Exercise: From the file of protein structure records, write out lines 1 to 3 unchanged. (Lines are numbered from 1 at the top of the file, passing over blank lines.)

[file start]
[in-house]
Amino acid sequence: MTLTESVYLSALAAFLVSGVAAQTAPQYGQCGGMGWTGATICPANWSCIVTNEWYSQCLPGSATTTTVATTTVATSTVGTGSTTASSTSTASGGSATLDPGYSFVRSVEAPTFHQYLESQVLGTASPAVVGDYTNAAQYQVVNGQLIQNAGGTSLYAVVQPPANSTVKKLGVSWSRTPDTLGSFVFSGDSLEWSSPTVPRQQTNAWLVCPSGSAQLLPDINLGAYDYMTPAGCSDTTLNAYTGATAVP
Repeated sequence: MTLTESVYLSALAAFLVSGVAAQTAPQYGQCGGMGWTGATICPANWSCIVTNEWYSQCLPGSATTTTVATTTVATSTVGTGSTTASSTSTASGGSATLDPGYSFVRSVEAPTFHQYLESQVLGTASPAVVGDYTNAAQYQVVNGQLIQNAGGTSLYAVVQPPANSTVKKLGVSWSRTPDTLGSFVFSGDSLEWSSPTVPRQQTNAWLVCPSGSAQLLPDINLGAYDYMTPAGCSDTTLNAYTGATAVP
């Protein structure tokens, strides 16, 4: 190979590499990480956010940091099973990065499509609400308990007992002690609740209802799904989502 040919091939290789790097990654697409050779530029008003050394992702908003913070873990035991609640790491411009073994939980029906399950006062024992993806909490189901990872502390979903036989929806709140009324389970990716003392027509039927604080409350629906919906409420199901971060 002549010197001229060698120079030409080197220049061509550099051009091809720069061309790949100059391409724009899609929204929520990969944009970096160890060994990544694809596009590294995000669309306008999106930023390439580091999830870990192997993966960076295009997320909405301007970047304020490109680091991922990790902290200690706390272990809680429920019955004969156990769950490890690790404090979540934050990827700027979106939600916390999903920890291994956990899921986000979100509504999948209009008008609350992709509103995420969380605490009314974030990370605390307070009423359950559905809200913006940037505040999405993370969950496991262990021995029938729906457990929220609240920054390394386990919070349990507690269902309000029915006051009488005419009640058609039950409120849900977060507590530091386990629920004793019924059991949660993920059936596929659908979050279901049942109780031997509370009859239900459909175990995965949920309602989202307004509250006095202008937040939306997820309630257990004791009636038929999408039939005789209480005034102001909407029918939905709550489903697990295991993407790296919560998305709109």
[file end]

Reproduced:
[in-house]
Amino acid sequence: MTLTESVYLSALAAFLVSGVAAQTAPQYGQCGGMGWTGATICPANWSCIVTNEWYSQCLPGSATTTTVATTTVATSTVGTGSTTASSTSTASGGSATLDPGYSFVRSVEAPTFHQYLESQVLGTASPAVVGDYTNAAQYQVVNGQLIQNAGGTSLYAVVQPPANSTVKKLGVSWSRTPDTLGSFVFSGDSLEWSSPTVPRQQTNAWLVCPSGSAQLLPDINLGAYDYMTPAGCSDTTLNAYTGATAVP
Repeated sequence: MTLTESVYLSALAAFLVSGVAAQTAPQYGQCGGMGWTGATICPANWSCIVTNEWYSQCLPGSATTTTVATTTVATSTVGTGSTTASSTSTASGGSATLDPGYSFVRSVEAPTFHQYLESQVLGTASPAVVGDYTNAAQYQVVNGQLIQNAGGTSLYAVVQPPANSTVKKLGVSWSRTPDTLGSFVFSGDSLEWSSPTVPRQQTNAWLVCPSGSAQLLPDINLGAYDYMTPAGCSDTTLNAYTGATAVP